Gray skies gave way to a sunny Broadway celebration of Pride this year. Appropriately themed Rain to Rainbows, PrideFest drew a large crowd of glitter and rainbows-adorned LGBTQ+ Seattleites and their allies to Broadway and Cal Anderson.
PrideFest Capitol Hill again turned Broadway from John to Roy into a party street. Hosted by local teen drag queen Rainbow Gore Cake, its main stage featured a variety of DJs, live performances, and special drag guests. An all-day karaoke stage drew performers across a variety of genres, drumlines and street performers wowed crowds, and the cast of Julia’s on Broadway put on a spectacular drag show. Continue reading
With reporting and photography by Alex Garland
Trans Pride, the feistiest of Seattle’s annual Pride celebrations, also proved to be the most inclusive Friday night, making space for the fight for rights for trans and gender non-conforming people and the cause of ending the separation of immigrant families at the southern border.
Graciela Nunez Pargas of the Washington State Immigrant Solidarity Network was invited by Trans Pride organizer the Gender Justice League to speak about the effort to reunify families.
Hundreds of marchers traveled across Capitol Hill Thursday night from St. Mark’s to St. James in a show of solidarity against the separation of immigrant children from their families.
The “Stop Separating Families” march filled blocks of Broadway “in protest of the Trump administration’s policy that separates immigrant families at the southern border.”
Thursday’s event was quickly organized just days after details about the detention and separation of family has become more widely reported and understood.
A nationwide day of Families Belong Together marches and protests is being planned for June 30th.
On the warm night of June 19th, 2018 a celebration did its best to fill the empty space around Broadway’s Capitol Hill Station as ground broke on the new development that includes new retail, 428 housing units — 178 of which are affordable housing, and a new community plaza featuring the AMP: AIDS Memorial Pathway remembering those who have succumbed to the disease.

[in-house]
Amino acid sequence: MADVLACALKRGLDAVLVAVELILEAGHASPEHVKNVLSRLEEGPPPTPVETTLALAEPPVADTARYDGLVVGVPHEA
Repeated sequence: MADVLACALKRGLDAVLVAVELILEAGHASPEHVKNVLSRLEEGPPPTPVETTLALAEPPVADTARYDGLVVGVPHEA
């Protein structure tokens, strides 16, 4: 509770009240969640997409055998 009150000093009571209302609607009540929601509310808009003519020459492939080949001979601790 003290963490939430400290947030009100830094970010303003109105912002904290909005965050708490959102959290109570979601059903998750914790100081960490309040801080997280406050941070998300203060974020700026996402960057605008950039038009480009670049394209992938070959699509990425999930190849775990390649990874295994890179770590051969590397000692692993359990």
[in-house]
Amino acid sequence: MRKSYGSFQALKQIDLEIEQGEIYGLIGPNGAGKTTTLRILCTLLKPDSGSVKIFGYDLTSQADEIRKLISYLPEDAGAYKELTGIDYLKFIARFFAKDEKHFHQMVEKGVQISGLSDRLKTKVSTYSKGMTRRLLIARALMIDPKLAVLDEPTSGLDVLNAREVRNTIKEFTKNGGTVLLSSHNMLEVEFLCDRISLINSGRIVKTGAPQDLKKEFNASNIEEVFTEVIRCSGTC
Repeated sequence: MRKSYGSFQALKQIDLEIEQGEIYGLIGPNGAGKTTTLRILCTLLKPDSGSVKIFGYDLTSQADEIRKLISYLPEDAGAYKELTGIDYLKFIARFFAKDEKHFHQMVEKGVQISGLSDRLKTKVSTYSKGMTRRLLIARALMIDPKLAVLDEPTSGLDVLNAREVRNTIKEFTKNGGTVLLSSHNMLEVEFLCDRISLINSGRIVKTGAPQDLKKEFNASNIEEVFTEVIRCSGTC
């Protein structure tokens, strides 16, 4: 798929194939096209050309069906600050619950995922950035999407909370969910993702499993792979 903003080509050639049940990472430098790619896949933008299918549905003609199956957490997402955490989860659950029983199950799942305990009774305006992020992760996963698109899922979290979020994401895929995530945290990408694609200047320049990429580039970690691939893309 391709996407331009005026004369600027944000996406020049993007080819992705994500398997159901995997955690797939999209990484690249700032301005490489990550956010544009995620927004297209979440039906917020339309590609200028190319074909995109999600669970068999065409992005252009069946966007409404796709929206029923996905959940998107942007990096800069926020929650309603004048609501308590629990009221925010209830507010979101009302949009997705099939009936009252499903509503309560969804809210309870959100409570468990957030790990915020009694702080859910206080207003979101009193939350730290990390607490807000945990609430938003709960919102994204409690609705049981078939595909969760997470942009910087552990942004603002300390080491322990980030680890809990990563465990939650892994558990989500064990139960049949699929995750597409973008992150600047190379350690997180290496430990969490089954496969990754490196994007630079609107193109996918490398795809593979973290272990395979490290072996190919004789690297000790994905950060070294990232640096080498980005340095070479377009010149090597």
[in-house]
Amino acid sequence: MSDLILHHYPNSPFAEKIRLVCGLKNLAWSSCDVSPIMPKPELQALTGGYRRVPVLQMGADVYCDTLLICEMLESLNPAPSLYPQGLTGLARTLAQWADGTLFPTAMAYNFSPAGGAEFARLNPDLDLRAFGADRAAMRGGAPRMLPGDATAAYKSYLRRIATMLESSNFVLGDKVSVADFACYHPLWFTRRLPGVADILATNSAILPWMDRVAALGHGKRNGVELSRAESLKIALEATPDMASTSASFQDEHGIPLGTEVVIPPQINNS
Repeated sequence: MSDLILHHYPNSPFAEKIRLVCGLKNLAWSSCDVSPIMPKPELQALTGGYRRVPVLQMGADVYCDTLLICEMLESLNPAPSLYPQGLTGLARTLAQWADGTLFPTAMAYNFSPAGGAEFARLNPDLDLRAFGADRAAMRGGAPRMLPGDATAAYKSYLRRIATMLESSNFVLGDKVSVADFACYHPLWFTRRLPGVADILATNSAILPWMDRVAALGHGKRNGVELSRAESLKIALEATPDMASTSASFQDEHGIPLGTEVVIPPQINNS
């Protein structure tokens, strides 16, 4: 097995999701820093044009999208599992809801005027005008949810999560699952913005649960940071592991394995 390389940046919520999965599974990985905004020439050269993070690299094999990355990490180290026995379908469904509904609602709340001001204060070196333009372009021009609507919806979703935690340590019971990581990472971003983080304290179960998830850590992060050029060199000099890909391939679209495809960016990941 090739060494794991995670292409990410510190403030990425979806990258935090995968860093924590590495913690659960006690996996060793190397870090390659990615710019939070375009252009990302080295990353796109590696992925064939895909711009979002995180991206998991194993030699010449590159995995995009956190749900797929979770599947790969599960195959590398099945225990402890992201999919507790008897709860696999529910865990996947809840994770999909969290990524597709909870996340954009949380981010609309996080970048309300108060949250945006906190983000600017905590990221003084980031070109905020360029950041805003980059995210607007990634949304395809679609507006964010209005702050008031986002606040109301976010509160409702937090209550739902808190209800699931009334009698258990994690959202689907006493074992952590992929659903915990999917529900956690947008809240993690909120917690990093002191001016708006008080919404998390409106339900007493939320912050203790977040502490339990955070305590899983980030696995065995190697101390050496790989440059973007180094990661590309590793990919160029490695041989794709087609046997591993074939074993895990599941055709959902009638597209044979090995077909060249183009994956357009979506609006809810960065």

The event included a band that played jazz music through the evening, the Capitol Hill Neighborhood Farmer’s Market popping-up with a preview of the coming plaza’s future, and free Dick’s burgers provided by the drive-in across the street. It was hard to find someone not holding a carton of water being given out for free to assuage the thirst of the attendees as they mingled under the evening sun.
“Today’s a really important day for us and the community as we officially kick this construction project off, and really start seeing the dirt move,” said Jill Sherman of lead developer Gerding Edlen who also emceed the night’s proceedings. Continue reading
Two times a week, its legal protection team visits many of the some 200 immigrant women — most mothers separated from their children — currently held in the SeaTac Federal Detention Center.
“This is something we work on every single day,” Roberto Dondisch, general consul at the Consulate of Mexico in Seattle, tells CHS.
But like many efforts at the consulate, the team’s work is not about politics or trying to change Trump administration policies. Instead the team checks in on the women’s well-being, helps connect them to lawyers and organizations that can help, and is there to make sure its citizens retain their human rights.
“We are very active,” Dondisch said. “Everybody has the right to ask for protection.” Continue reading
Here is the video of a confrontation between a manager and two black customers inside Capitol Hill’s Harvard Market QFC that, the Seattle Times reports, resulted in the employee’s suspension and an apology from the company.
The posted video begins with the men at the Pike and Broadway store’s self-checkout as they are being told to leave the grocery by the manager and security.